From the first steps in game development, we rushed to VR as a promising area, which has not revealed its full potential to 100% yet. There you can perfectly fulfill your potential and leave your mark in game development history. The VR developer is faced with the task of creating the maximum effect of immersing of the player in another reality – that is why many people play in VR. This is a very difficult task, but we are handling this perfectly. The ratings and reviews of our games are the best confirmation of it. VR development itself differs from the traditional development in that in addition to the creating of the interest to the game itself you should create a comfortable gaming in the virtual world to maximize the feeling that you have not just put VR glasses on your head, but you are really there, in another world, in virtual reality from MiroWin.

One of the many elaborate environments in Boiling Steel

Do all of the main tools/weapons naturally improve as you use them?

Yes, that’s correct. The upgrade of the shell (avatar) and the tool/weapon is laid in the development of the plot of the game. The further you move in the game, the more you complete tasks and destroy opponents, the more your weapons upgrade and it becomes more effective in the battle and give you more efficiency. Same with the shell, during your game progress, the abilities of the shell are upgrading – increasing of the dash amount, new abilities (plasma dust, a protective shield, an electromagnetic wave, a drone, slowing of the enemies) and signal strength (hp).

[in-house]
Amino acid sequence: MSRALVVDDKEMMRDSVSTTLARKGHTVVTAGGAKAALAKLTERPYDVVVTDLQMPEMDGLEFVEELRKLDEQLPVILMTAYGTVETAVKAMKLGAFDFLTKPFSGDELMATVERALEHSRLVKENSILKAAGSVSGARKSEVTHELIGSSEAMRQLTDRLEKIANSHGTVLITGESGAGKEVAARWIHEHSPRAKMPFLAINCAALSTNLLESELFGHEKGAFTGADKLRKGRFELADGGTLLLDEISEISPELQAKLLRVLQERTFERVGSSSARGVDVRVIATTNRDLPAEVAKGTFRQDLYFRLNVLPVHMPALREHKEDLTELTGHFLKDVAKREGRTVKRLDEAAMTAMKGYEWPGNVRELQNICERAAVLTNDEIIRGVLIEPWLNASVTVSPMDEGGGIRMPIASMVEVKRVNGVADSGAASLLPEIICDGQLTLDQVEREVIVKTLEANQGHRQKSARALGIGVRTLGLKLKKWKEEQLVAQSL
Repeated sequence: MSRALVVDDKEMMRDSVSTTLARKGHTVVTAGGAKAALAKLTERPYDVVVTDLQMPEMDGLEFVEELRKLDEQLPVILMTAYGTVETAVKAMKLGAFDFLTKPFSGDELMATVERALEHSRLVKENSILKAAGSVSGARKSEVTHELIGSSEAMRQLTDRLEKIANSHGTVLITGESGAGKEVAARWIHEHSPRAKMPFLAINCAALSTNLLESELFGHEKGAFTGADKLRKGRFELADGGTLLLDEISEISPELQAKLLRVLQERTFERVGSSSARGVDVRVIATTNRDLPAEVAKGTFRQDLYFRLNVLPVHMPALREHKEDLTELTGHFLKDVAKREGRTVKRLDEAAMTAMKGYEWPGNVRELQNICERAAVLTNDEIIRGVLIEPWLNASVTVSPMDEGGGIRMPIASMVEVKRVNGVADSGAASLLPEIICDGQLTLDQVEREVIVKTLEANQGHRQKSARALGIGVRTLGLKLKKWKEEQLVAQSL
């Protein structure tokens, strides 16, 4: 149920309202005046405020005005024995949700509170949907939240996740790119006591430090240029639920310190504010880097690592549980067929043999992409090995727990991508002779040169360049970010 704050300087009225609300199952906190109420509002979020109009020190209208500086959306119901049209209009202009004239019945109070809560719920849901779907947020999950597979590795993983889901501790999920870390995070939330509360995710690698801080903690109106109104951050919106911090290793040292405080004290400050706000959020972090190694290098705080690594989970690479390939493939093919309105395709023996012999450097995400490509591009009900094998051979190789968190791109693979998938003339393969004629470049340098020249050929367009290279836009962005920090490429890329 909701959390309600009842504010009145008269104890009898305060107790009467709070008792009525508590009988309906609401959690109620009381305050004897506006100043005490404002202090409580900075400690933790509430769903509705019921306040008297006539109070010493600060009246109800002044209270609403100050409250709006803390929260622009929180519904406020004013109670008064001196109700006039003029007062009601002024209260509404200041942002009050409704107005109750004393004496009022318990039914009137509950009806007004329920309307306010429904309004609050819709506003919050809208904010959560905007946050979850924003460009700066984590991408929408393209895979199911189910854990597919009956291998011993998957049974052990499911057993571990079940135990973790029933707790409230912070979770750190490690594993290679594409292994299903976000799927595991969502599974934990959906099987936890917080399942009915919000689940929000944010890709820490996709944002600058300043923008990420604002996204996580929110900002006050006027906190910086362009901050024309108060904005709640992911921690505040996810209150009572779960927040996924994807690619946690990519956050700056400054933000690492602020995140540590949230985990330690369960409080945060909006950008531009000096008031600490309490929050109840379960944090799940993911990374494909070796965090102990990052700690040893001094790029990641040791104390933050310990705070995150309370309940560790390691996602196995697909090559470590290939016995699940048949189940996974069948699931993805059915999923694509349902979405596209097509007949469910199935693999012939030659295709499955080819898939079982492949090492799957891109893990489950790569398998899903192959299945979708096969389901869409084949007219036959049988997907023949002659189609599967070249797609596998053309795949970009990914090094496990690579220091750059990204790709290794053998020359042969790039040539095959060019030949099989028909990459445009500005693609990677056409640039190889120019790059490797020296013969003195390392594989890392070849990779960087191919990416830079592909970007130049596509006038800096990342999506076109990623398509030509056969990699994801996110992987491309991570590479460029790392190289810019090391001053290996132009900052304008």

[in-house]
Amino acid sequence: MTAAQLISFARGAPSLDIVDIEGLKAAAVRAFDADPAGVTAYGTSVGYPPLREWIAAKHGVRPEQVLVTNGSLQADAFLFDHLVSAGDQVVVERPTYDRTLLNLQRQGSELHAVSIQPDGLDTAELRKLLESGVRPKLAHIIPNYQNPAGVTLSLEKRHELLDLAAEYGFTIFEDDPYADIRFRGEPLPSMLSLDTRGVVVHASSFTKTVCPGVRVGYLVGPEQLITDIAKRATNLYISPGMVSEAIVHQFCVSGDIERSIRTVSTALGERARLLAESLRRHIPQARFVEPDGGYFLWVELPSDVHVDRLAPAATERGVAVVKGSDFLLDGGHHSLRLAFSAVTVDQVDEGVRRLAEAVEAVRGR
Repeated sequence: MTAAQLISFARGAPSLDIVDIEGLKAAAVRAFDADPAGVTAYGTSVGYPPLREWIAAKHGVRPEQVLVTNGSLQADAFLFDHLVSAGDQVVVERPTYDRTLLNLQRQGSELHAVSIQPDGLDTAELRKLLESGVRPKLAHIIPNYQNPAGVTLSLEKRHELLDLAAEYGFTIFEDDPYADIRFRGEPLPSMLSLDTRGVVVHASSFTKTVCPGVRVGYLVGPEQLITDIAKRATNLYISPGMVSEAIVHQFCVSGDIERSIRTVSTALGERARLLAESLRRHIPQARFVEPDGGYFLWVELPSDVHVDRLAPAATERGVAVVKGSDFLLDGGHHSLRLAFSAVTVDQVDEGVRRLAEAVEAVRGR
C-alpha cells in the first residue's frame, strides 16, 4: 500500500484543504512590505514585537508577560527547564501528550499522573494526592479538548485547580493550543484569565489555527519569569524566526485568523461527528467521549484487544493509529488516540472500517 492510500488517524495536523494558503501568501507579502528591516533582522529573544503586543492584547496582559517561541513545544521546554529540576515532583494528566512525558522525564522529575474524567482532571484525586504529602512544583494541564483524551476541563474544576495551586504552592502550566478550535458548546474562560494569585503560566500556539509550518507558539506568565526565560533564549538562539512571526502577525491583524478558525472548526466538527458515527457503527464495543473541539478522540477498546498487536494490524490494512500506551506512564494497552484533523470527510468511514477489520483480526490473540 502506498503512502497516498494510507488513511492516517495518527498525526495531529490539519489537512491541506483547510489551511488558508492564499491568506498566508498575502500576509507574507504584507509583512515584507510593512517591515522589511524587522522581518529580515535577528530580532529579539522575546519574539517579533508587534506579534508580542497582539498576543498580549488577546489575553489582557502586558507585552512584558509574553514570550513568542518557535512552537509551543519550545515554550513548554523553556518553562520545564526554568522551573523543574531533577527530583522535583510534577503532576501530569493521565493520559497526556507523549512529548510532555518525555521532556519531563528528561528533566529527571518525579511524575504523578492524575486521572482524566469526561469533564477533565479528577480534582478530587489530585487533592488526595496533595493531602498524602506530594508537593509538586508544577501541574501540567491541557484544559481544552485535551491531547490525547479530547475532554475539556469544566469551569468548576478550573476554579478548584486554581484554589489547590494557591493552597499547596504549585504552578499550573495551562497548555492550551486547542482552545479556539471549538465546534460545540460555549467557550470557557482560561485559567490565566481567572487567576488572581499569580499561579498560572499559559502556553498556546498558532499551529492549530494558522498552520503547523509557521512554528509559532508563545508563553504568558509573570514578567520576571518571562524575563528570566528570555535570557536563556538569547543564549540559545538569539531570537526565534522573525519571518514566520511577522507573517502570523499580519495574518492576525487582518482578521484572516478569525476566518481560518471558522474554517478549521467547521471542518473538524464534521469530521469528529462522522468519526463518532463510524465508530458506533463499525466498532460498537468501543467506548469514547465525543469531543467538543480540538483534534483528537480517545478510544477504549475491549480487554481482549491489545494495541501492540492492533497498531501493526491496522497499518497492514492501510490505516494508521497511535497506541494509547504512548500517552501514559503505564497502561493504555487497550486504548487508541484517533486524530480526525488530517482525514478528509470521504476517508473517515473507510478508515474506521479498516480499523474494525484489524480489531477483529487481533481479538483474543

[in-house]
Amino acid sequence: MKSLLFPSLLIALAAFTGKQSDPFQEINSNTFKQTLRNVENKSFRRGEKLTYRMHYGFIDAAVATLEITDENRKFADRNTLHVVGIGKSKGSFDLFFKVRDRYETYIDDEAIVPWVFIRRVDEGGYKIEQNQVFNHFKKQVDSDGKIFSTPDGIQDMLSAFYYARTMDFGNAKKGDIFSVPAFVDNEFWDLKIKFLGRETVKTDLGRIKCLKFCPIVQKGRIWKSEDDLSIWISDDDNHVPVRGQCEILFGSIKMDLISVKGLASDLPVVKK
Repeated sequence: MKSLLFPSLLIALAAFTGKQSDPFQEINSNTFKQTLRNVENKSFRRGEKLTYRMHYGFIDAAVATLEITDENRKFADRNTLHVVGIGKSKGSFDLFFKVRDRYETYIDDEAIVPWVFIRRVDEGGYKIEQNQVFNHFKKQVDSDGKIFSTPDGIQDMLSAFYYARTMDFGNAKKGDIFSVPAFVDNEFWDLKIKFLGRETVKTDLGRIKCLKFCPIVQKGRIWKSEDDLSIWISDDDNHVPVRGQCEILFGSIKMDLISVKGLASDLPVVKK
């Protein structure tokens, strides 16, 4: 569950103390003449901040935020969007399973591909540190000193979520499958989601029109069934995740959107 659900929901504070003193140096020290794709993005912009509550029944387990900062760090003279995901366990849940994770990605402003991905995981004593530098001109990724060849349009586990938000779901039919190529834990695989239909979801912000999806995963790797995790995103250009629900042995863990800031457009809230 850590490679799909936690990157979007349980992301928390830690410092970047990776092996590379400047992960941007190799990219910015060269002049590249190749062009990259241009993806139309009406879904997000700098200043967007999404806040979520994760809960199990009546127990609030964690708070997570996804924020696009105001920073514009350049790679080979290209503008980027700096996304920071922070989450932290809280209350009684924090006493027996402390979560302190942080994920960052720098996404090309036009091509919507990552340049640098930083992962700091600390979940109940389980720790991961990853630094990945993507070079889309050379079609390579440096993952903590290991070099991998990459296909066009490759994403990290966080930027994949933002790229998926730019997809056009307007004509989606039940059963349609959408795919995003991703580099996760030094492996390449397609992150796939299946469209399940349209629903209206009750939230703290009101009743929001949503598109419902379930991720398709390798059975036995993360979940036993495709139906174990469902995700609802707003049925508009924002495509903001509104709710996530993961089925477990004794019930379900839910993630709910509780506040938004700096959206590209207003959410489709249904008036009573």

So let’s say the launch in March is very successful, can you give a clue what the next piece of content/expansion should be?

Today, we are facing a lot of ways that we are considering to go after the full release. In particular, we plan to continue development of the atmosphere of the game in the future, adding more interactivity, including interaction with objects, additional weapons (like sword), new kinds of enemies and other features, that you can see already now. There is also an interest to the game from a growing audience of Oculus Quest owners. At the same time, fans are asking us to create an arena mode with a rating and we are already developing it. In addition, there are the idea for creating a version for the Playstation VR and non-VR version. The full release will give us an answer on which of the ways within the Boiling Steel universe we’ll go next.

The story is fascinating. Would you say there’s any political commentary within the world you’ve created?​

The sci-fi genre is a fantasy about what our future could have looked like. Considering that mankind has taken more and more serious steps in the development of robotics and artificial intelligence in the last years, our plot already seems not so unrealistic. Someone believes that we continue the topic of the possible war of the machines from “Terminator” and other films about AI that preceded James Cameron’s movie, but our author has a slightly different vision – is there a happy end in our history or not, the gamer will know the answer when reach the end.

Each location is different and has its own backstory.

Has this development experience made you want to stay in the VR world or do you possibly see developing a more traditional non-VR game after this?

We would like to use the experience that we have gained while working on “Guns’n’Stories: Bulletproof VR” and “Boiling Steel” in the future and accumulate it. The market for traditional games attracts a much larger audience of gamers, but it is even more difficult to reach prominent positions there with the abundance of different products. However, we don’t push this perspective aside.

Nathan is the co-host and co-creator of the Splash Damage Bros. Podcast. He just lost his Buster Sword.